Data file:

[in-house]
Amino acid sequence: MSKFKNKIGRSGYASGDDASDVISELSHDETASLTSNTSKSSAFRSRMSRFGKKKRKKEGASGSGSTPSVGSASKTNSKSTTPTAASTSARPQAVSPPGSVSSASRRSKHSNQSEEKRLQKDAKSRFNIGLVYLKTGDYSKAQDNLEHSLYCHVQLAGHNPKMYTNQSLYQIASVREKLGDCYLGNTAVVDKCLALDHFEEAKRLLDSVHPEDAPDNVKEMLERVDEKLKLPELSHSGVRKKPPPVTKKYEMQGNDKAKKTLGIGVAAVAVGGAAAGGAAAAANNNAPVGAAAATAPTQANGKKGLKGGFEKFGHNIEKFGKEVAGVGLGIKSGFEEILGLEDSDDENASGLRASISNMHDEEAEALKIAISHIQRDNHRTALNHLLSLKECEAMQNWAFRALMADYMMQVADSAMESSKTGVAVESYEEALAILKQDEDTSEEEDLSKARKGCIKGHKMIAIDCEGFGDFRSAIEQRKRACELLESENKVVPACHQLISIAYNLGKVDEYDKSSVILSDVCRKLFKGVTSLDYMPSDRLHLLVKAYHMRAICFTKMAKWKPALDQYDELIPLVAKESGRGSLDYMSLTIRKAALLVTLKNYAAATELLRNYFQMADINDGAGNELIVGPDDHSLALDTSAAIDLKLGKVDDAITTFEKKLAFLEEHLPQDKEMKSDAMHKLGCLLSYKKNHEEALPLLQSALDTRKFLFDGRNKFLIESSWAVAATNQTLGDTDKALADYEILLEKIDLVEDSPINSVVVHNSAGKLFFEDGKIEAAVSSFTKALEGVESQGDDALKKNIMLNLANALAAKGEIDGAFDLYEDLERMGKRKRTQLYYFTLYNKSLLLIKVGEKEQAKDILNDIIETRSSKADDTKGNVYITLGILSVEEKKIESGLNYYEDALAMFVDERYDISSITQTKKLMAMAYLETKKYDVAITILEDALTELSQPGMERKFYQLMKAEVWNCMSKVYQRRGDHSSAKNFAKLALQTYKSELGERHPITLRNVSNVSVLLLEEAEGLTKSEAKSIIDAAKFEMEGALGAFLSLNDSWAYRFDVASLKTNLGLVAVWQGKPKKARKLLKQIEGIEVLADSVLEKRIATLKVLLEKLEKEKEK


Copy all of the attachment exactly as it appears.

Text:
[in-house]
Amino acid sequence: MSKFKNKIGRSGYASGDDASDVISELSHDETASLTSNTSKSSAFRSRMSRFGKKKRKKEGASGSGSTPSVGSASKTNSKSTTPTAASTSARPQAVSPPGSVSSASRRSKHSNQSEEKRLQKDAKSRFNIGLVYLKTGDYSKAQDNLEHSLYCHVQLAGHNPKMYTNQSLYQIASVREKLGDCYLGNTAVVDKCLALDHFEEAKRLLDSVHPEDAPDNVKEMLERVDEKLKLPELSHSGVRKKPPPVTKKYEMQGNDKAKKTLGIGVAAVAVGGAAAGGAAAAANNNAPVGAAAATAPTQANGKKGLKGGFEKFGHNIEKFGKEVAGVGLGIKSGFEEILGLEDSDDENASGLRASISNMHDEEAEALKIAISHIQRDNHRTALNHLLSLKECEAMQNWAFRALMADYMMQVADSAMESSKTGVAVESYEEALAILKQDEDTSEEEDLSKARKGCIKGHKMIAIDCEGFGDFRSAIEQRKRACELLESENKVVPACHQLISIAYNLGKVDEYDKSSVILSDVCRKLFKGVTSLDYMPSDRLHLLVKAYHMRAICFTKMAKWKPALDQYDELIPLVAKESGRGSLDYMSLTIRKAALLVTLKNYAAATELLRNYFQMADINDGAGNELIVGPDDHSLALDTSAAIDLKLGKVDDAITTFEKKLAFLEEHLPQDKEMKSDAMHKLGCLLSYKKNHEEALPLLQSALDTRKFLFDGRNKFLIESSWAVAATNQTLGDTDKALADYEILLEKIDLVEDSPINSVVVHNSAGKLFFEDGKIEAAVSSFTKALEGVESQGDDALKKNIMLNLANALAAKGEIDGAFDLYEDLERMGKRKRTQLYYFTLYNKSLLLIKVGEKEQAKDILNDIIETRSSKADDTKGNVYITLGILSVEEKKIESGLNYYEDALAMFVDERYDISSITQTKKLMAMAYLETKKYDVAITILEDALTELSQPGMERKFYQLMKAEVWNCMSKVYQRRGDHSSAKNFAKLALQTYKSELGERHPITLRNVSNVSVLLLEEAEGLTKSEAKSIIDAAKFEMEGALGAFLSLNDSWAYRFDVASLKTNLGLVAVWQGKPKKARKLLKQIEGIEVLADSVLEKRIATLKVLLEKLEKEKEK